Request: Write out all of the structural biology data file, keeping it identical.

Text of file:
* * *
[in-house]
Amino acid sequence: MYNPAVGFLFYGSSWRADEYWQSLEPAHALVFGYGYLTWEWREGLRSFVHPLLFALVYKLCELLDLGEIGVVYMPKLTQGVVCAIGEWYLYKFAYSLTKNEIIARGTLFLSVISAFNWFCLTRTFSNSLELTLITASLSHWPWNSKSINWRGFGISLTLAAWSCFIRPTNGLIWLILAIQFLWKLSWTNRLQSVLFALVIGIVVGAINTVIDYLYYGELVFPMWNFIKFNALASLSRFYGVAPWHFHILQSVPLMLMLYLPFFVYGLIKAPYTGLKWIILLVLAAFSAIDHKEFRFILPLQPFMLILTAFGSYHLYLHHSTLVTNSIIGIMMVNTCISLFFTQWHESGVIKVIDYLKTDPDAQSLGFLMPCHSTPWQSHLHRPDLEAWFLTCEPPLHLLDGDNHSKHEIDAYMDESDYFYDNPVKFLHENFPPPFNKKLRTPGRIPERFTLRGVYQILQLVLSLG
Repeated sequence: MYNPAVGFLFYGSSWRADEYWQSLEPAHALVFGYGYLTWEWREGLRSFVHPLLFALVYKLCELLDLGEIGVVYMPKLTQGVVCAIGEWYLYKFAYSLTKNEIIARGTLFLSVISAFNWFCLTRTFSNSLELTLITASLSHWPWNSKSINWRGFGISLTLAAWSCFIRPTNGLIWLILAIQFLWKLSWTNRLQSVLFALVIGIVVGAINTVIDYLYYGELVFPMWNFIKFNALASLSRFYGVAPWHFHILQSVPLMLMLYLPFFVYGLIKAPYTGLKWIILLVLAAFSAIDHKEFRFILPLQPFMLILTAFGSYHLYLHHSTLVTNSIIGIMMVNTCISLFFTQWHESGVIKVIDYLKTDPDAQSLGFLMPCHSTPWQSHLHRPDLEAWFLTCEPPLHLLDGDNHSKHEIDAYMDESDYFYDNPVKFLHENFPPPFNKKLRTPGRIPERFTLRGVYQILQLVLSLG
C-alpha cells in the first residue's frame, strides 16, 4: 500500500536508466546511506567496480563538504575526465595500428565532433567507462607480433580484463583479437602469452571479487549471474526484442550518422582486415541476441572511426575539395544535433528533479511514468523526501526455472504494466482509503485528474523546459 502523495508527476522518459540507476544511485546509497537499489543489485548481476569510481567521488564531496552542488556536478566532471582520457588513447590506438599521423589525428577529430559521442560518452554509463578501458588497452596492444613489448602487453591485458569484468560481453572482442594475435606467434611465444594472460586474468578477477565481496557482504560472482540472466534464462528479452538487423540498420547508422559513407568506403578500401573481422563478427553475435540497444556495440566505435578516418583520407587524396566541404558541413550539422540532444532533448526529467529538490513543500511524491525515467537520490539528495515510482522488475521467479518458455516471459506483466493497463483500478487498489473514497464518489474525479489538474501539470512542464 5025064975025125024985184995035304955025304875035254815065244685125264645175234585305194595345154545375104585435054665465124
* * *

[in-house]
Amino acid sequence: MYNPAVGFLFYGSSWRADEYWQSLEPAHALVFGYGYLTWEWREGLRSFVHPLLFALVYKLCELLDLGEIGVVYMPKLTQGVVCAIGEWYLYKFAYSLTKNEIIARGTLFLSVISAFNWFCLTRTFSNSLELTLITASLSHWPWNSKSINWRGFGISLTLAAWSCFIRPTNGLIWLILAIQFLWKLSWTNRLQSVLFALVIGIVVGAINTVIDYLYYGELVFPMWNFIKFNALASLSRFYGVAPWHFHILQSVPLMLMLYLPFFVYGLIKAPYTGLKWIILLVLAAFSAIDHKEFRFILPLQPFMLILTAFGSYHLYLHHSTLVTNSIIGIMMVNTCISLFFTQWHESGVIKVIDYLKTDPDAQSLGFLMPCHSTPWQSHLHRPDLEAWFLTCEPPLHLLDGDNHSKHEIDAYMDESDYFYDNPVKFLHENFPPPFNKKLRTPGRIPERFTLRGVYQILQLVLSLG
Repeated sequence: MYNPAVGFLFYGSSWRADEYWQSLEPAHALVFGYGYLTWEWREGLRSFVHPLLFALVYKLCELLDLGEIGVVYMPKLTQGVVCAIGEWYLYKFAYSLTKNEIIARGTLFLSVISAFNWFCLTRTFSNSLELTLITASLSHWPWNSKSINWRGFGISLTLAAWSCFIRPTNGLIWLILAIQFLWKLSWTNRLQSVLFALVIGIVVGAINTVIDYLYYGELVFPMWNFIKFNALASLSRFYGVAPWHFHILQSVPLMLMLYLPFFVYGLIKAPYTGLKWIILLVLAAFSAIDHKEFRFILPLQPFMLILTAFGSYHLYLHHSTLVTNSIIGIMMVNTCISLFFTQWHESGVIKVIDYLKTDPDAQSLGFLMPCHSTPWQSHLHRPDLEAWFLTCEPPLHLLDGDNHSKHEIDAYMDESDYFYDNPVKFLHENFPPPFNKKLRTPGRIPERFTLRGVYQILQLVLSLG
C-alpha cells in the first residue's frame, strides 16, 4: 500500500536508466546511506567496480563538504575526465595500428565532433567507462607480433580484463583479437602469452571479487549471474526484442550518422582486415541476441572511426575539395544535433528533479511514468523526501526455472504494466482509503485528474523546459 502523495508527476522518459540507476544511485546509497537499489543489485548481476569510481567521488564531496552542488556536478566532471582520457588513447590506438599521423589525428577529430559521442560518452554509463578501458588497452596492444613489448602487453591485458569484468560481453572482442594475435606467434611465444594472460586474468578477477565481496557482504560472482540472466534464462528479452538487423540498420547508422559513407568506403578500401573481422563478427553475435540497444556495440566505435578516418583520407587524396566541404558541413550539422540532444532533448526529467529538490513543500511524491525515467537520490539528495515510482522488475521467479518458455516471459506483466493497463483500478487498489473514497464518489474525479489538474501539470512542464 5025064975025125024985184995035304955025304875035254815065244685125264645175234585305194595345154545375104585435054665465124